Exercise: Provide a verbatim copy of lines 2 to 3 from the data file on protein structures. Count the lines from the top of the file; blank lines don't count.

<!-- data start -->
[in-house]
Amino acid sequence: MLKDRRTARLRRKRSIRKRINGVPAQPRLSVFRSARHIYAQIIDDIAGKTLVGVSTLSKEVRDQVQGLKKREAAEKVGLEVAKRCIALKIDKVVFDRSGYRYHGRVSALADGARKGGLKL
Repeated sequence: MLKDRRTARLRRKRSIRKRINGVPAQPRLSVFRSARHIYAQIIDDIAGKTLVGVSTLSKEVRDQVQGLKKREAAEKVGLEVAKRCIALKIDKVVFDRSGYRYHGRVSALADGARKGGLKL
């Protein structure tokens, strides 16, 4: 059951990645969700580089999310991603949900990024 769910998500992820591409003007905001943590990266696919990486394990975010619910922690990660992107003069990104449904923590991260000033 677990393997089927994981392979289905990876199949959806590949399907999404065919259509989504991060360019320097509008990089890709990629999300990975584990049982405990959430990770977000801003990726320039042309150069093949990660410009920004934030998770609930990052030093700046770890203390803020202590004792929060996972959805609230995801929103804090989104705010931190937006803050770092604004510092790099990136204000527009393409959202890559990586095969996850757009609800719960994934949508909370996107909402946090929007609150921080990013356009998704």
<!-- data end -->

Amino acid sequence: MLKDRRTARLRRKRSIRKRINGVPAQPRLSVFRSARHIYAQIIDDIAGKTLVGVSTLSKEVRDQVQGLKKREAAEKVGLEVAKRCIALKIDKVVFDRSGYRYHGRVSALADGARKGGLKL
Repeated sequence: MLKDRRTARLRRKRSIRKRINGVPAQPRLSVFRSARHIYAQIIDDIAGKTLVGVSTLSKEVRDQVQGLKKREAAEKVGLEVAKRCIALKIDKVVFDRSGYRYHGRVSALADGARKGGLKL